The Democratization of Broadcasting

Audio/Video broadcasting on the internet is widely supported by a number of “free” apps.  These apps shield the end-user from the ultimate cost of audio/video processing and transport.  But in some sense, they are not actually free.  Most of these apps ask you to trade personal information of value for the right to use the service. Types of valuable information include your identity, perhaps your friends’ identity, and most often they require your “attention” … in the form of advertising.  These items of “value” can be converted into real money, and the real money keeps the free service going, and the
virtuous cycle continues.

Broadcasting can require transcoding for each receiver

Broadcasting has many uses.  Some are commercial, but there are other types of one-to-many communications that are possible.  Exemplars for this type of service are the broadcast of a piano recital to members of the family, or the broadcast of an unusual impromptu street performer to a few friends.

This article examines the costs of broadcasting and asks if lowering the costs can result in a new service model: one that is lean, anonymous and speedy.

Costs

Transcoding

Broadcasting can be farirly expensive.  In a typical application using a smartphone as a broadcaster, a single highly compressed stream is sent to a hub server.  The hub is responsible for transcoding the stream into a format appropriate for each type of client rendering the stream.  Today, there is not a universal format for broadcasting Live Streams, and each of the mobile and browser platforms require individual handling.  Indeed, to support “live” stream viewing on mobiles, the services with the best quality use custom apps.  (As an aside: Asking your potential audience to install an app can be an impediment to reaching them at all.)

Back to the role of the hub: because the hub must create a stream for each type of viewer platform, the hub may have to do a lot of work. This translates to cost.  Reducing the types of streams could reduce total cost.

Bandwidth

The other major cost is broadcast bandwidth.  At this point in time, upload bandwidth is essentially free for the hub server, and the broadcasting device pays for its upload on its WiFi plan.  The download side of a broadcast can quickly grow as audiences reach large sizes.  Large broadcasters can amortize the cost of broadcasts with tiny audiences over the income generated by large audiences with ad revenue.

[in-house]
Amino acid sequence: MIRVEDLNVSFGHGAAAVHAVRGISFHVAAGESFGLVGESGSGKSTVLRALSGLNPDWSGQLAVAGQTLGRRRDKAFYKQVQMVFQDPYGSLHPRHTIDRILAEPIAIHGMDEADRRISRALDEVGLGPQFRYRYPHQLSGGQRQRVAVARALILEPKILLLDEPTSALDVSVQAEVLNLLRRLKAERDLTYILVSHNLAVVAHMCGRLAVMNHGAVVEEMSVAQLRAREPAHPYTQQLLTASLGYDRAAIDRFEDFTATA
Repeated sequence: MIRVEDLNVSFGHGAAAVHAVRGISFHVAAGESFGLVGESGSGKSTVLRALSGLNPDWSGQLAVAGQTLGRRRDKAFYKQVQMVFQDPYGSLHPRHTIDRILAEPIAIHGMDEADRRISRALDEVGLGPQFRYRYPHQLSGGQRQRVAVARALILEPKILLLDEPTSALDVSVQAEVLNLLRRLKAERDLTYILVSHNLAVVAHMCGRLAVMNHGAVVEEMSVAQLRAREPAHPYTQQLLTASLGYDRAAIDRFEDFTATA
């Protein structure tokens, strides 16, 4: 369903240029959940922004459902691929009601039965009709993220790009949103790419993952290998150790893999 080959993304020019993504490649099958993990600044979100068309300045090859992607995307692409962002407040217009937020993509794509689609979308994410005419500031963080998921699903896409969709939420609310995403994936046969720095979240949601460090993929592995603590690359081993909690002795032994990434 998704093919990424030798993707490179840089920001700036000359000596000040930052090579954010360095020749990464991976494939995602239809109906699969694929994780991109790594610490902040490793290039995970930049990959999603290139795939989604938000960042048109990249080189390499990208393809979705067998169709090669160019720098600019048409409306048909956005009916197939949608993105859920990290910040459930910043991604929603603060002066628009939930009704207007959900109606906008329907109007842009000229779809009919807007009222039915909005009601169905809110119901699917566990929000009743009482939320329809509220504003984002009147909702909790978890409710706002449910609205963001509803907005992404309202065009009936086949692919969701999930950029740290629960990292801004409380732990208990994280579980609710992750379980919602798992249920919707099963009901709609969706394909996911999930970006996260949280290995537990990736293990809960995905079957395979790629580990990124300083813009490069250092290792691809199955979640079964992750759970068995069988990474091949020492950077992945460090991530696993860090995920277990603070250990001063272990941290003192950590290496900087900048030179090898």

Technologies

WebRTC – an emerging technology

WebRTC is a technology that is going to revolutionize person-to-person and  conference-call communication on the web.  As of today is is fully supported by Chrome and Firefox.  WebRTC can avoid sending audio/video data through hub servers entirely, but only for small audience sizes. Group conferences of approximately four or more members are best served with Hub technology. [http://webrtcintro.appspot.com/]

In peer-to-peer configurations, WebRTC defines how clients negotiate video and audio parameters.  A sender may then choose to individually optimize the stream sent to each receiver, or the sender can simply choose the least-common-denominator across all of the receivers.  WebRTC provides the mechanisms, but leaves the policy up to the implementor.

I a star-configuration (suitable for broadcast use) a sender could send its best stream to the hub server.  The hub would then be responsible for negotiating with each of the receivers and producing an appropriate stream for each.  The hub can choose to optimize the quality for each stream, or can choose to minimize the total cost of transcoding over all streams.

Note: WebRTC is not yet available on Windows.

HTML5

HTML5 is a collection of technologies that evolve the browser into a full-fledged multimedia presentation platform.  As of 2013 it is estimated that HTML5-compatible browser market share is 70% to 85%. That’s a lot of instances of a platform! [HTML5compatible, LongTail]

HTML5 defines standards for audio and video presentation, but only where the audio and video segments have a finite duration.  Apple extends its HTML5 video player to handle streams of infinite extent (“Live Streams” in HTML5).  It is hoped that mpeg-dash will provide this capability on other platforms.  IE has its own technology called smooth streaming.  Oftentimes, Live Stream players are implemented in Flash or in native code on non-Apple platforms.

[Footnote:  We will expand on Javascript MediaSource Extensions in a future installment of this article.]

Conclusion

The web is continually becoming more real-time and responsive.  Mobile handsets with faster processors and better network connectivity are fueling the demand for not just media consumption, but the desire to create and share.  People want to broadcast live video to share their experience as it is happening, and the technology is available now.

 

2 thoughts on “The Democratization of Broadcasting”

  1. And in April of this year, Twitter released https://www.periscope.tv/ having just paid $100M for the company. http://www.thewrap.com/twitter-officially-joins-livestream-video-race-with-periscope-app/

    As of today, Periscope is mobile only, and iOS only. Meerkat released an Android version. Meerkat does a lot more than Wazwot does: they worked out the social-looping factor. It can be pretty addictive. Once you install the App, you receive constant notifications about the streams being broadcast. Can’t wait to see how this all turns out.

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